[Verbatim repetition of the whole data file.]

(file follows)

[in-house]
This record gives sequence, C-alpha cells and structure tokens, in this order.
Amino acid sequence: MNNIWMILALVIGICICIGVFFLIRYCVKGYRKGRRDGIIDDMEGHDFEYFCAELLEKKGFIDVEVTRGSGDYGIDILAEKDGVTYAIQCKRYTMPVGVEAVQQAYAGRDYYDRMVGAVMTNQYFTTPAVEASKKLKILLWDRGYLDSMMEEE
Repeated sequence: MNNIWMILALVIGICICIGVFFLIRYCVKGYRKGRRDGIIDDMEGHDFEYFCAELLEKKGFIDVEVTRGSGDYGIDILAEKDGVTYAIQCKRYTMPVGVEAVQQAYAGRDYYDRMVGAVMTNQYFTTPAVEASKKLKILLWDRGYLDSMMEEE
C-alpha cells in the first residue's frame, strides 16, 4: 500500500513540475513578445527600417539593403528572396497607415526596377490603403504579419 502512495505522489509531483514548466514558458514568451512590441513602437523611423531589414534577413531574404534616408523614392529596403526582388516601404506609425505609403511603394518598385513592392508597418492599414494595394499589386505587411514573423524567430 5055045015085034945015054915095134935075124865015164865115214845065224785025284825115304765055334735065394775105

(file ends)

[in-house]
This record gives sequence, C-alpha cells and structure tokens, in this order.
Amino acid sequence: MNNIWMILALVIGICICIGVFFLIRYCVKGYRKGRRDGIIDDMEGHDFEYFCAELLEKKGFIDVEVTRGSGDYGIDILAEKDGVTYAIQCKRYTMPVGVEAVQQAYAGRDYYDRMVGAVMTNQYFTTPAVEASKKLKILLWDRGYLDSMMEEE
Repeated sequence: MNNIWMILALVIGICICIGVFFLIRYCVKGYRKGRRDGIIDDMEGHDFEYFCAELLEKKGFIDVEVTRGSGDYGIDILAEKDGVTYAIQCKRYTMPVGVEAVQQAYAGRDYYDRMVGAVMTNQYFTTPAVEASKKLKILLWDRGYLDSMMEEE
C-alpha cells in the first residue's frame, strides 16, 4: 500500500513540475513578445527600417539593403528572396497607415526596377490603403504579419 502512495505522489509531483514548466514558458514568451512590441513602437523611423531589414534577413531574404534616408523614392529596403526582388516601404506609425505609403511603394518598385513592392508597418492599414494595394499589386505587411514573423524567430 5055045015085034945015054915095134935075124865015164865115214845065224785025284825115304765055334735065394775105